Each of these tales and others in the book reflects an organization beset by corruption and incompetence, that appears incapable of performing its most basic mission: preserving peace. Book Review: Desperate Measures to Overcome U.N. Failure

Emergency Sex and Other Desperate Measures
By Kenneth Cain, Heidi Postlewait, and Andrew Thomson
Miramax Books, 2004, 308 pages

A new book by three experienced United Nations staffers provides an unusual and candid look at the incompetence and corruption that has plagued the organization’s peacekeeping efforts over the last twelve years.

Emergency Sex and Other Desperate Measures is co-authored by three veterans of U.N. operations: Kenneth Cain, Heidi Postlewait, and Andrew Thomson.

The powerfully written book chiefly describes their individual journeys from their first days with the U.N. to the present. The book is a searingly open and honest account of their lives and the evolution of their views and values as they travel from one foreign mission to the next. The authors, individually and as a group, come to the U.N. full of idealism, believing that they can promote peace, advance democracy and make a difference for large populations of people through the world body’s work.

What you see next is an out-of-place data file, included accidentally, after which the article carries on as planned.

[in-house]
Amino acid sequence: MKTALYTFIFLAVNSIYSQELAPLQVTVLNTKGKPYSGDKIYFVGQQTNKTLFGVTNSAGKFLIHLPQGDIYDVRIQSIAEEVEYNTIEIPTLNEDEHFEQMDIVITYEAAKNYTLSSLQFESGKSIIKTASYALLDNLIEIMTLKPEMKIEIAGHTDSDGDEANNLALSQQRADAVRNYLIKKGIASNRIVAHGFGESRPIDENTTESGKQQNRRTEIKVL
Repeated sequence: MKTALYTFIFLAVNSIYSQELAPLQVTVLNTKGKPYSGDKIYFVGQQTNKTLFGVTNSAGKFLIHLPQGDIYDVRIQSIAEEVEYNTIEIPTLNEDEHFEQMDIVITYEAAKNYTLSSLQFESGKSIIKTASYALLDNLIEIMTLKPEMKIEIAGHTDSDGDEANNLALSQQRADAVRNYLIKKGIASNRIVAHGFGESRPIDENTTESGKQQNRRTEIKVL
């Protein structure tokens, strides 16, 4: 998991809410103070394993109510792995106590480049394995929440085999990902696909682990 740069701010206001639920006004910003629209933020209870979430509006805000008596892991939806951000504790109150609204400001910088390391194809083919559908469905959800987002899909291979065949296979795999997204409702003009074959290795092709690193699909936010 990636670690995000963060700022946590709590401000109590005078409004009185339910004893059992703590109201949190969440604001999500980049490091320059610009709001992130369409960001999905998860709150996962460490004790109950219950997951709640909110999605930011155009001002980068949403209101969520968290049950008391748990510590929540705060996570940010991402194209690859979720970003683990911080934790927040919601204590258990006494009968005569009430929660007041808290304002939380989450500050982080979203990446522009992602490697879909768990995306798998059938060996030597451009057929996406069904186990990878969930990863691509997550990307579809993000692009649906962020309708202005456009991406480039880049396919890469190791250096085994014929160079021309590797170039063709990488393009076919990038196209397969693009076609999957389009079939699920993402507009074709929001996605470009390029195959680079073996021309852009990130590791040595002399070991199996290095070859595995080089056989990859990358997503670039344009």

Each is committed, dedicated and hard-working. But as their journey continues, each becomes increasingly disenchanted with the U.N. and acutely aware of its failings. They experience firsthand that, in most cases, U.N. efforts to keep the peace or promote democracy fail, either by incompetence or cowardice, and that these failures often result in thousands of deaths.

There is little question that each of the three authors is motivated by an admirable desire to do good, and that each succeeds in their individual pursuits. But the graphic stories of their experiences in Cambodia, Somalia, Rwanda, Haiti and Bosnia are wrenching.

In Somalia, Cain is caught in a Somali attack on a U.N. ceremony celebrating the U.N.-sponsored reopening of the Somali courts. Unfortunately, during the attack, many of the judges are killed or driven off, and Cain learns that his U.N. boss pushed for the provocative reopening of the courts so that he could collect 15 percent of the judges’ salaries for himself.

Stories like those permeate the authors’ U.N. experiences. In another episode, Cain relates that while in Rwanda, the chief administrative officer (CAO) of the U.N. mission is replaced for requiring a 15 percent kickback on everything the U.N. purchased. However, when the replacement CAO arrives, he quickly institutes the same kickback requirement.

In Haiti, Cain recounts how the Aristide government, after being restored to power by U.S. and U.N. intervention, invented election results and announced them with the U.N.’s blessing. Cain "watched all the ballots burn before anyone had counted them; they were still bound in boxes." Nevertheless, Cain’s memo to U.N. headquarters detailing the election fraud was dismissed because he had transmitted it without his boss’s signature.